On a continent where rolling blackouts, undrinkable water, and fetid mounds of refuse remain the stuff of everyday existence, wireless telecommunications services stand out as a rare, perhaps unique, technological success story. Tens of millions of ordinary Africans just like Nchise carry cellphones today, something not even the richest of them could have possessed barely a decade ago. And every month, millions more dial into the 21st century, with profound implications for African economies and societies.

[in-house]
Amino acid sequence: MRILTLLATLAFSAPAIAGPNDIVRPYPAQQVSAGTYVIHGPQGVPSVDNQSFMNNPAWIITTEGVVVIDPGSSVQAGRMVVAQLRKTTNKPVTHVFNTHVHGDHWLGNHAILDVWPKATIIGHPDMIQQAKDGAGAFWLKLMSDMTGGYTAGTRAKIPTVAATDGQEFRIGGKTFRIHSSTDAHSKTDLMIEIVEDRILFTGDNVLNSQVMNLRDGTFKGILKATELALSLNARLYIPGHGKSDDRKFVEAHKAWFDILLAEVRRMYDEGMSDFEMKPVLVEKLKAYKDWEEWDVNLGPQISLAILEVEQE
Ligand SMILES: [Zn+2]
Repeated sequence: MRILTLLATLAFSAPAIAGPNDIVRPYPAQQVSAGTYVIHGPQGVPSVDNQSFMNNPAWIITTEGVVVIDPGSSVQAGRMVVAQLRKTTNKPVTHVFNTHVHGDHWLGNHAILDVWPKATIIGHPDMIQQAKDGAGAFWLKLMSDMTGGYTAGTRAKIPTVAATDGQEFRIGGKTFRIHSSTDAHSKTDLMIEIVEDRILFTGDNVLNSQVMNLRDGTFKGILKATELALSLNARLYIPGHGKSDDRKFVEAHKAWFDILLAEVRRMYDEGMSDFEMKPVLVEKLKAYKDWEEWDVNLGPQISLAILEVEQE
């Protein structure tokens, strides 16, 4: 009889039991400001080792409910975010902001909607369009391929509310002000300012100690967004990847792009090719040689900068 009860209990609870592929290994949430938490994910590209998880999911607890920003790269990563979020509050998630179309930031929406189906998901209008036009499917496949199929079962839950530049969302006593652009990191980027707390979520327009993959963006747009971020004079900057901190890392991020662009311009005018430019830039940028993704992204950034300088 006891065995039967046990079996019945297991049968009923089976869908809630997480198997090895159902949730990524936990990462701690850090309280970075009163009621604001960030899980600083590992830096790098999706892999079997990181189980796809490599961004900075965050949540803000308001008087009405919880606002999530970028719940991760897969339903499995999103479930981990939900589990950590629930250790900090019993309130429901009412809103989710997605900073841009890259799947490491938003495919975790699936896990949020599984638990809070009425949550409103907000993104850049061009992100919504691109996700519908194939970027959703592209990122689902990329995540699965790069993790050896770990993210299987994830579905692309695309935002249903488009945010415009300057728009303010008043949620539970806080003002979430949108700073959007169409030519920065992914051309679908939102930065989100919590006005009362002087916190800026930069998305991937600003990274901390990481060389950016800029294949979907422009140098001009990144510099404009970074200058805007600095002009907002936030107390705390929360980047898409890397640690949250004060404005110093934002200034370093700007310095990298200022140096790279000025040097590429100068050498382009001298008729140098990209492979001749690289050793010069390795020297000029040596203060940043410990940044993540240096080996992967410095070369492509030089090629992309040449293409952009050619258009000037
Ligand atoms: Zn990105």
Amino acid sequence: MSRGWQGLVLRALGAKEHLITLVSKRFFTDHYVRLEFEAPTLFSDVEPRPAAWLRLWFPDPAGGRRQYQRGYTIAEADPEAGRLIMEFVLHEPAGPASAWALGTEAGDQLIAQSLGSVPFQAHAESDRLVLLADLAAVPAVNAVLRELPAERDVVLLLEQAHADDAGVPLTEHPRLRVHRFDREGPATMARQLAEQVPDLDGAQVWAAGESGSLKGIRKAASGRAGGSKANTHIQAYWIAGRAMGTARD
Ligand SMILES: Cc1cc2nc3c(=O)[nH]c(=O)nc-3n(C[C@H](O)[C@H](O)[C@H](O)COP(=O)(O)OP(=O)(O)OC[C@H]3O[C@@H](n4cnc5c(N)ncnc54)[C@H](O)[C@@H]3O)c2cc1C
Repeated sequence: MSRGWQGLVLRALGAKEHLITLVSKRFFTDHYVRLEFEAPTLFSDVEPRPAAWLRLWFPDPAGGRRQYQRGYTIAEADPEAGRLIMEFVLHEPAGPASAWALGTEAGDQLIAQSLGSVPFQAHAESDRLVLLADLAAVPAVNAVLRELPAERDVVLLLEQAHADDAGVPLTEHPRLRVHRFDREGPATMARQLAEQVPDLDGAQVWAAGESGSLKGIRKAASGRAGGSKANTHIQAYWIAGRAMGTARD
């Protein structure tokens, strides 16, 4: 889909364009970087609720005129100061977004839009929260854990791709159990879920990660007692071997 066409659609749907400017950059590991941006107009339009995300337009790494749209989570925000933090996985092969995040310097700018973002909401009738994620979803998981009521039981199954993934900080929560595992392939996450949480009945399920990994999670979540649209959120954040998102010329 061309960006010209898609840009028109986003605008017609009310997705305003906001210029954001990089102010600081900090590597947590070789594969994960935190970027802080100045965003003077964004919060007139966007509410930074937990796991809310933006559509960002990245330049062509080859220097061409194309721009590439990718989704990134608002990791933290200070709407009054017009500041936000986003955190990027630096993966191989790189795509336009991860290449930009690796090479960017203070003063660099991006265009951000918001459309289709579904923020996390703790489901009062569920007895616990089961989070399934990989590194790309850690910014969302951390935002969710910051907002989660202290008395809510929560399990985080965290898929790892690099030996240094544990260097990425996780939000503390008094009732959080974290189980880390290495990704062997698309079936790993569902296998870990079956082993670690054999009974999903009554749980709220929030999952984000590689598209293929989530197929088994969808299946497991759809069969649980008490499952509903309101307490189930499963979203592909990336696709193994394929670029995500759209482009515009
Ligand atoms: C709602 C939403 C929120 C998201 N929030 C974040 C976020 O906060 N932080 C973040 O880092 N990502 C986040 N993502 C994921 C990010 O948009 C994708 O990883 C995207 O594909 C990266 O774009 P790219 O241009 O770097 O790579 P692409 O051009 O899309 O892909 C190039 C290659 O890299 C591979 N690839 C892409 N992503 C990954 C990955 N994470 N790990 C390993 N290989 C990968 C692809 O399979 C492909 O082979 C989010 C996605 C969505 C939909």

It might come as a surprise that sub‑Saharan Africa— with 34 of the 50 poorest countries on Earth according to the United Nations—is now the world’s fastest growing wireless market. But there’s no arguing with the statistics: the number of mobile subscribers in 30 sub‑Saharan Africa countries, not including South Africa, rose from zero in 1996 to more than 82 million in late 2004, according to the latest figures from the International Telecommunication Union, in Geneva. The rate of growth for the entire continent has been more than 82 percent per year compared with the 33 percent annual growth rate in the Americas; in Cameroon, Kenya, Senegal, and Tanzania, growth rates are running in excess of 300 percent. Nigeria, Africa’s largest country, with 140 million inhabitants, has only about 500 000 landlines, or approximately 1 for every 280 people. In that country 19 million mobile phone subscribers have signed on since 2000, and the Nigerian Communications Commission projects the total number of subscribers to grow to 50 million by 2010.